Dr. Kauffman: No. There were a couple of early attempts that did not really move. A company called Kosan, which was acquired by Bristol-Myers Squibb, had an early program in this field. It was, again, using natural product inhibitors of Exportin 1. And then there is a small company in Japan called CanBas Ltd, which is a microcap company on the Tokyo exchange, which again, has an early program in this area. We are not sure that it is going anywhere. Other than that, we are the only people working on this in terms of drug development. As far as we know we are the only that have ever put an oral drug like this in the clinic and have moved it forward.  

 

CEOCFO: How do you deal, personally and as a company, with the fact that it takes so long to get drugs approved and reviewed and studied?

Dr. Kauffman: That is a great question. We always say this is kind of a marathon. When you are a small company you have to be running at a sprints pace, because time is your enemy in a small company. I actually think that any company should develop drugs with the same urgency that a small company has to. That is because it does cost a lot. Much of that cost is time. The way we try to deal with it is to learn as much about the drug as quickly as you possibly can. There is one track in drug development where you do things very methodically and rationally and linearly. Our belief is that human biology and human pharmacology is just too complex, and we are not nearly smart enough to know what the right linear path is for any of these problems. Therefore, before we even get into humans, we looked at this drug in mice, rats, monkeys and dogs, as well as cats, just to look at the different effects it would have and be on the lookout. We are actually developing a companion compound for Dogs with Lymphoma. This project has moved into a pivotal study now, and we have agreement with FDA on a track to approval for Dog Lymphoma, so we believe this is a way to shorten the path to learning about whether a drug can really work in a significant cancer. Dog Lymphoma turns out to be extremely similar to Human Lymphoma. That is one thing that helps. Secondly, when we got into the clinic we initiated both a solid tumor study, so patients with tumors like colon cancer and ovarian, and head and neck, and lung cancers, at the same time as we initiated a study in the hematologic malignancies, which are the leukemia’s, and lymphomas, and myeloma, so that we could learn as much as we possibly could as quickly as possible; both on the safety side and on the potential efficacy side. Again, none of us are smart enough to really know how drugs are going to work in the end. When we started Velcade we believed it would have broad activity across a number of different tumors, and instead it showed extremely good, much better activity than we anticipated, in myeloma in particular, and activity in mantle cell lymphoma. Therefore, you make your best guess, but I think you have to be honest with yourself and the system, that we do not understand a lot of this and we need to go carefully, but expeditiously, into studying it in a way that can potentially help people as quickly as possible.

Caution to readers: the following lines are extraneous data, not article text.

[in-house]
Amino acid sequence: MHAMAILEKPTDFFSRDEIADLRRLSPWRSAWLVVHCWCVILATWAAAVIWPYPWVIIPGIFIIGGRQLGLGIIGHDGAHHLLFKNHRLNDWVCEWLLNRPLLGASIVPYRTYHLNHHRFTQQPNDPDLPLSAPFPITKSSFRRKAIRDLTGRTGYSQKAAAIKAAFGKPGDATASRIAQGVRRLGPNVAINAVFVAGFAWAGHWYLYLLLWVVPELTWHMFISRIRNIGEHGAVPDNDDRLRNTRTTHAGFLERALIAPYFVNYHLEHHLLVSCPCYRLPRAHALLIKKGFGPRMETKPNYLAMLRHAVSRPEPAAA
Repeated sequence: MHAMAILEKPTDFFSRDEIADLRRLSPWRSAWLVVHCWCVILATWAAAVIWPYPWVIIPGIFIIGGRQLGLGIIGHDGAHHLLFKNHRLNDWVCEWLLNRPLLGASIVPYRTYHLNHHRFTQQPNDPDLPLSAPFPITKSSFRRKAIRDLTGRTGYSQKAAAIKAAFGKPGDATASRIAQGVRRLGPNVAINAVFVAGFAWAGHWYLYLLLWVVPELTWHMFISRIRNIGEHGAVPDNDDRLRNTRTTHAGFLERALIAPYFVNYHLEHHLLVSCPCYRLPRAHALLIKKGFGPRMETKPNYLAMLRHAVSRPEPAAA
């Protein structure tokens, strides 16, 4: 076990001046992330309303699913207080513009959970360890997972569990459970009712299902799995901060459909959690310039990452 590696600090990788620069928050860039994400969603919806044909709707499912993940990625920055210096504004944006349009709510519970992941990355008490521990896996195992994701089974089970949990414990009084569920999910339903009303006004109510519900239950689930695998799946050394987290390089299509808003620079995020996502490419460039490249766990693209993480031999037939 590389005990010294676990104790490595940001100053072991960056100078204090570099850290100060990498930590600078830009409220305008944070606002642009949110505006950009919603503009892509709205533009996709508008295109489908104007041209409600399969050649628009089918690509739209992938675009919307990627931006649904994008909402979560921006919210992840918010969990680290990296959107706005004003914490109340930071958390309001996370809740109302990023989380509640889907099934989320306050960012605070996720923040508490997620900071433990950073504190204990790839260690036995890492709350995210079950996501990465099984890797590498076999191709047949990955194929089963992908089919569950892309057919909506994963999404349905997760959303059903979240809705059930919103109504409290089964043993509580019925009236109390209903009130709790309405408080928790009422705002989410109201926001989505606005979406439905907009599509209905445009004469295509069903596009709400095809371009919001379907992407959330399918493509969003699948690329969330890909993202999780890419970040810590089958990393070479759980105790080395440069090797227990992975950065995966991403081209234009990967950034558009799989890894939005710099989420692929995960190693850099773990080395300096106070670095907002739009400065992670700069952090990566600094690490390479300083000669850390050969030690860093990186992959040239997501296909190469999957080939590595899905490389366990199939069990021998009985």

CEOCFO: Why should investors and people in the business community pay attention to Karyopharm Therapeutics?

Dr. Kauffman: We raised thirty two million dollars in a Series A in late 2010. We closed in October. That money brings us nearly to the completion of Phase I, which we anticipate occurring in the next six months or so. We will be raising an additional large chunk of Series B money, from our current investors with additional wealthy private investors, which was similar to our current investors. However, I think it is rare to see, in this business, to see a company take a completely novel target, develop an oral drug and, on thirty two million dollars, be able to bring it through two Phase I studies. We think that we have used the money carefully and judiciously, but also efficiently, in a way that has generated an awful lot of value. We see a path to approval if the drug continues to behave the way it is currently. We see paths to approval in the next several years in at least two or three different cancers, which should create additional value for investors. We have a very targeted approach to approvals. We have used the money very efficiently to date, and we think those are good reasons to look to invest in us in the future.

 

CEOCFO: Final thoughts?
Dr. Kauffman: From the biology perspective, and as a physician who is licensed to practice medicine and still holds his board certification and his license, it has been extremely exciting working on this compound; more than anything else in my life. Both the biology and the medicine are turning out to be very gratifying and quite exciting. We hope to open up an entirely new field that gives many cancer patients a new shot at better quality and longer life.

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“Our founder, Dr. Shacham, realized that only one of these nuclear export proteins is actually responsible for handling these tumor suppressor proteins. Therefore, if you block this particular chaperone, which is called Exportin 1 or XPO1, because it exports things, if you block it, then you end up with these tumor suppressor proteins staying in the nucleus where they belong. If they do that then they can detect cancer, and if they can detect cancer they can tell the cell to commit suicide. Very simply then, what our drugs do -- and these are oral anti-cancer drugs -- is that they very, very specifically block XPO1 and turn off the nuclear export of these tumor suppressor proteins. Therefore, the tumor suppressor proteins build up in the nucleus. And if the cell’s DNA looks like cancer, then the TSPs will tell the cell to commit suicide.”- Michael Kauffman